Water & Energy: Lifelines for Sustainable Prosperity

(From left to right) Mr. Surapol Pattanee, Deputy Permanent Secretary ,Ministry of Natural Resources and Environment, Royal Thai Government, Dr. Shamshad Akhtar, Under-Secretary-General of the United Nations and Executive Secretary of ESCAP,  Dr. Gwang-Jo Kim, Director of UNESCO Bangkok, Asia and Pacific Regional Bureau for Education at World Water Day Commemoration. UN ESCAP Photo/Suwat Chancharoensuk

Delivered during Commemoration of World Water Day in Bangkok, Thailand

Your Excellency, Mr. Surapol Pattanee,
Deputy Permanent Secretary of the Ministry of Natural Resources and Environment
Royal Thai Government

Mr. Gwang-Jo Kim, Director
UNESCO Bangkok,

Excellencies,
Development Colleagues,
Ladies and Gentlemen,

Introduction

I would like to warmly welcome you all to the Asia Pacific commemoration of World Water Day 2014, and to thank the Government of Thailand for co-hosting this event and UNESCO for co-organizing it with us.

As you know, the United Nations General Assembly designated 22 March 1993 as the first World Water Day, in line with the recommendations of the United Nations Conference on Environment and Development in 1992.

Each year, World Water Day highlights a different and an important aspect of fresh water. This year’s theme, "Water and Energy," is timely, as its deliberations will feed into shaping the post-2015 sustainable development agenda.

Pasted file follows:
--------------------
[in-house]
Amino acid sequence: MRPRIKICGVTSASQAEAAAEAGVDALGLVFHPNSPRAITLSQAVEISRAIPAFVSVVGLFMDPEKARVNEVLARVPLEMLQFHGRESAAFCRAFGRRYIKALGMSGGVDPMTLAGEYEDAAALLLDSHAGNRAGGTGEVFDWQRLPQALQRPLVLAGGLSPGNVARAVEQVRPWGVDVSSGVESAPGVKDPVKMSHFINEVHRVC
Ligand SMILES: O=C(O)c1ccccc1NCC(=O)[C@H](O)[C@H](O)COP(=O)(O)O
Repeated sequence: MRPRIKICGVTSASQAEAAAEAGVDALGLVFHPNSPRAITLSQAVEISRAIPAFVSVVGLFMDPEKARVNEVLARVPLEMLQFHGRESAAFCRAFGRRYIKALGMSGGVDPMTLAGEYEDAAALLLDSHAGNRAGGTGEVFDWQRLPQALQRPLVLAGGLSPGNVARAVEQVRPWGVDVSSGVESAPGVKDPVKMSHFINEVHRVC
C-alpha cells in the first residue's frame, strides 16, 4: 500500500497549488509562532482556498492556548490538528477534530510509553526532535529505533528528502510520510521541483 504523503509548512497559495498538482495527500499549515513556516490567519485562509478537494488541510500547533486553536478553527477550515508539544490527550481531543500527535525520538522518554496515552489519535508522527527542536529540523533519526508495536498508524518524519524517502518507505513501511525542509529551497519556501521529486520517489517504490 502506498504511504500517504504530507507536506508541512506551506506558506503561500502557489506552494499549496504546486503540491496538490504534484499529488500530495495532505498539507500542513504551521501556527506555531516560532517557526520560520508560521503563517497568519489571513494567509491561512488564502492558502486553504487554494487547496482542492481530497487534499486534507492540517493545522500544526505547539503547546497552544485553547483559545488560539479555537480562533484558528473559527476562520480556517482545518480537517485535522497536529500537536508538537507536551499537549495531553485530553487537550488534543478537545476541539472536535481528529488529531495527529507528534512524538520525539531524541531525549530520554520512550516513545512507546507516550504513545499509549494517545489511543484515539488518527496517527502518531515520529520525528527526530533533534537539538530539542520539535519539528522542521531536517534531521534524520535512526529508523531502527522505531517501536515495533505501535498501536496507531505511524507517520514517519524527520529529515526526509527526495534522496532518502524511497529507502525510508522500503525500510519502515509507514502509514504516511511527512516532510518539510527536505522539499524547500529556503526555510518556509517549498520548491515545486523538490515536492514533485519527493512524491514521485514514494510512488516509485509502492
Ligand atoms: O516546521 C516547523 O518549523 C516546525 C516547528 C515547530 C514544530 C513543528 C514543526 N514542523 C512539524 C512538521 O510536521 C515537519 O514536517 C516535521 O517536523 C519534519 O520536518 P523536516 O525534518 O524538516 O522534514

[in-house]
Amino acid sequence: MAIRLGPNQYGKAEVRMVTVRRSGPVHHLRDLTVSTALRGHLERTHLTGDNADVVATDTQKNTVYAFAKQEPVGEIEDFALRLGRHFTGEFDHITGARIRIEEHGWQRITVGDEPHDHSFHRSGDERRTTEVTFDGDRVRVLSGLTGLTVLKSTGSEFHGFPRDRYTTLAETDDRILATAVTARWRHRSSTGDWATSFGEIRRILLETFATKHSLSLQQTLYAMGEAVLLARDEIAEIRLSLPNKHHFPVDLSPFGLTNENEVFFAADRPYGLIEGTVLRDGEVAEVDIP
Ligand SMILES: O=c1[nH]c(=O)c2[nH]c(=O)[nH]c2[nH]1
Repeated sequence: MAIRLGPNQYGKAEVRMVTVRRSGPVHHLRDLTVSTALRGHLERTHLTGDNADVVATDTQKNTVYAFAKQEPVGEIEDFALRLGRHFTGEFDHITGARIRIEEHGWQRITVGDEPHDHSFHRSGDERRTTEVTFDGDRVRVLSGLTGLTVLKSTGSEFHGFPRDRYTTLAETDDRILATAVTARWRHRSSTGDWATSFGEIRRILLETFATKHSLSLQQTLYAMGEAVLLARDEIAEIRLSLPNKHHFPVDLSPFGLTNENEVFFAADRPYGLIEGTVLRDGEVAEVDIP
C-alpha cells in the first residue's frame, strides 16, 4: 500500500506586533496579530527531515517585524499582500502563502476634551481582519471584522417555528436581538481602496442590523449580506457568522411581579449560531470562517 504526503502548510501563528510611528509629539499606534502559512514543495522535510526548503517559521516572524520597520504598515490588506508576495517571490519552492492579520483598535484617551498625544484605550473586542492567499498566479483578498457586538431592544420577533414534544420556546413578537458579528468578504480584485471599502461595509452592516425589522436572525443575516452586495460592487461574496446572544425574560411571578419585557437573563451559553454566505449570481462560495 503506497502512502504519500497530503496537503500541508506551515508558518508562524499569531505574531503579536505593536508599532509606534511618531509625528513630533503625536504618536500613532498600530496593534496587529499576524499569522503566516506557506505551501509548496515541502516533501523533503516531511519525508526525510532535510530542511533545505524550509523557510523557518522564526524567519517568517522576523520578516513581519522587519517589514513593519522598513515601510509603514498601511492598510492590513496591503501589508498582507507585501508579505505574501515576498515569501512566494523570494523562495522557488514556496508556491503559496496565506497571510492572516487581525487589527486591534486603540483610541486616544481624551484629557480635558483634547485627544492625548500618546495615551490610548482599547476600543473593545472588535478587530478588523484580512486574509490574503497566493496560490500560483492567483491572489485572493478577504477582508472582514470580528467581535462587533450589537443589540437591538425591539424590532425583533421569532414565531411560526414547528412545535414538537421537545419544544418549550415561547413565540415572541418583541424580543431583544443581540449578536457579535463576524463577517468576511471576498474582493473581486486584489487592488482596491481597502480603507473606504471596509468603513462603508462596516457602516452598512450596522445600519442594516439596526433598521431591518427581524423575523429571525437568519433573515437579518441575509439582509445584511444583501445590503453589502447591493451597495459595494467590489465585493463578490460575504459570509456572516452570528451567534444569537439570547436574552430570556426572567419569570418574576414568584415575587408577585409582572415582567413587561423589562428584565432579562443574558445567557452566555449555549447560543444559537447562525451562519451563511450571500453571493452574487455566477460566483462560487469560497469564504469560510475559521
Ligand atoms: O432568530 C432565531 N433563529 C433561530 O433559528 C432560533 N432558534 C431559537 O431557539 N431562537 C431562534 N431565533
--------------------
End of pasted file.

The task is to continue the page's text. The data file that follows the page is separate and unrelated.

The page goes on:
The Asia-Pacific Water-Energy Nexus

Water and energy, both central to the basic needs of people, and the well-being of our planet, are lifelines to sustainable economic and social prosperity. Strongly interlinked and interdependent, the nexus between water and energy is quite strong in the Asia-Pacific region too.

This is largely because of poor and uneven access, and the cross use of the two resources for exploitation. Some of the statistics are quite startling. While 4.3 billion or so people (about 60% of the global population) live in Asia and the Pacific, people in the region only have access to 38% of the world’s fresh water. As a result, Asia Pacific has the lowest regional per capita water availability in the world. In parallel, Asia-Pacific’s energy consumption also remains lower than the global average, but is expected to rise sharply in the next three decades, to drive the required pace of regional economic growth.